BYU faculty will travel to Italy to create electronic images of ancient scrolls

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    By KATIE CHRISTENSEN

    The dean and assistant dean of BYU’s Engineering and Technology Department will travel to Italy on Monday to image the ancient scrolls of Herculaneum.

    Dean Douglas M. Chabries and Assistant Dean Dave Anthony have been selected by FARMS — The Foundation for Ancient Research and Mormon Studies — to travel to Herculaneum, Italy to digitize pictures of ancient scrolls.

    “This is a very exciting event because we are looking at something the rest of the world considered lost for so long,” Anthony said.

    Herculaneum, similar to the city of Pompei, was an ancient city that was covered by lava from the eruption of Mount Vesuvius in 79 A.D. A layer of lava has covered the city since the eruption.

    For several years, the government of Italy has been excavating sections of the city, Chabries said. The excavation has discovered the Library of Philodemus, which consists of approximately 2000 scrolls, Chabries said.

    Chabries and Anthony said they will be assisting in digitizing the carbonized scrolls with special multi-spectral imaging techniques.

    FARMS is looking throughout the world for very old manuscripts that are in danger and Herculaneum is one of them, said Brent Hall, the director of FARMS. Hall said many scrolls have been destroyed by war and time.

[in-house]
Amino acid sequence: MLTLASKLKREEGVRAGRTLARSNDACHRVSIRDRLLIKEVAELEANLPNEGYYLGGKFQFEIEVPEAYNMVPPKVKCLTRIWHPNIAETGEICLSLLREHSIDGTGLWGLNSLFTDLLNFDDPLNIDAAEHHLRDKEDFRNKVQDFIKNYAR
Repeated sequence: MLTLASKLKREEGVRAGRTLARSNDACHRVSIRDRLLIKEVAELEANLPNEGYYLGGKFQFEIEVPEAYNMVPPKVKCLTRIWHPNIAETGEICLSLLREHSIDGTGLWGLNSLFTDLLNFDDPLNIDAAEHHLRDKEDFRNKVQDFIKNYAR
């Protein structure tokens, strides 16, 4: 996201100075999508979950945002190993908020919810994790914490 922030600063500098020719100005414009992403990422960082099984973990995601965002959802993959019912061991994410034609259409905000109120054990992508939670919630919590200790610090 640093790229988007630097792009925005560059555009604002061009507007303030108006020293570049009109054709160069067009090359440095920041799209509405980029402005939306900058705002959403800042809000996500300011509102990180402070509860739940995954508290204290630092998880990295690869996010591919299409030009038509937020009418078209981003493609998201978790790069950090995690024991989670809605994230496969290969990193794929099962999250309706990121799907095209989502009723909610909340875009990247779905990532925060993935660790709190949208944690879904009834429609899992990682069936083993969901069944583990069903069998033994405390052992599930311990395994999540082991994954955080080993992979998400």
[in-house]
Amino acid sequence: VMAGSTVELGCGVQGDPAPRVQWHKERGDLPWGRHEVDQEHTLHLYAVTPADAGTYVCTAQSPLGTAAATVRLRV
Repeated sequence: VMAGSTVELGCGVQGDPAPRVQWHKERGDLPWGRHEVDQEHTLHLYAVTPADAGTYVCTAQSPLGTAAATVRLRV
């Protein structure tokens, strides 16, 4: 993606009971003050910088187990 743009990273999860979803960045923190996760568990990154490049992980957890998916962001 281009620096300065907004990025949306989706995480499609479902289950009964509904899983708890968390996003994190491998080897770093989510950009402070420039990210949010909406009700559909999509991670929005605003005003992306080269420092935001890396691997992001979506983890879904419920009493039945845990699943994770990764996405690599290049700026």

He said it is important to work on the scrolls before time destroys them. One of the main purpose of FARMS is to digitize scrolls so scholars can study them, Hall said.

    The center has done work on the Dead Sea Scrolls in Qumran and the scrolls found at Petra, Jordan, Hall said.

    Hall said they have several groups working on ancient scrolls throughout the world. Currently there is a team in Lebanon, another group at the Vatican library and the group that will soon leave to Herculaneum, Hall said.

    Hall said BYU is privileged to be asked to image ancient scrolls. He said the opportunity comes from the great reputation of previous work on the Dead Sea Scrolls.

    “People feel confident with us. We have a great worldwide reputation,” Hall said.

    BYU is known for its skills both in language and technology which adds to FARMS’s ability to do prestigious work on ancient scrolls, Hall said.

    Hall said BYU, Notre Dame and Jerusalem are the three most prestigious centers for work on ancient scrolls.

    Herculaneum is one of the most recent projects for FARMS, Hall said. He said by participating in this project, FARMS is helping preserve precious materials that might have easily been destroyed.

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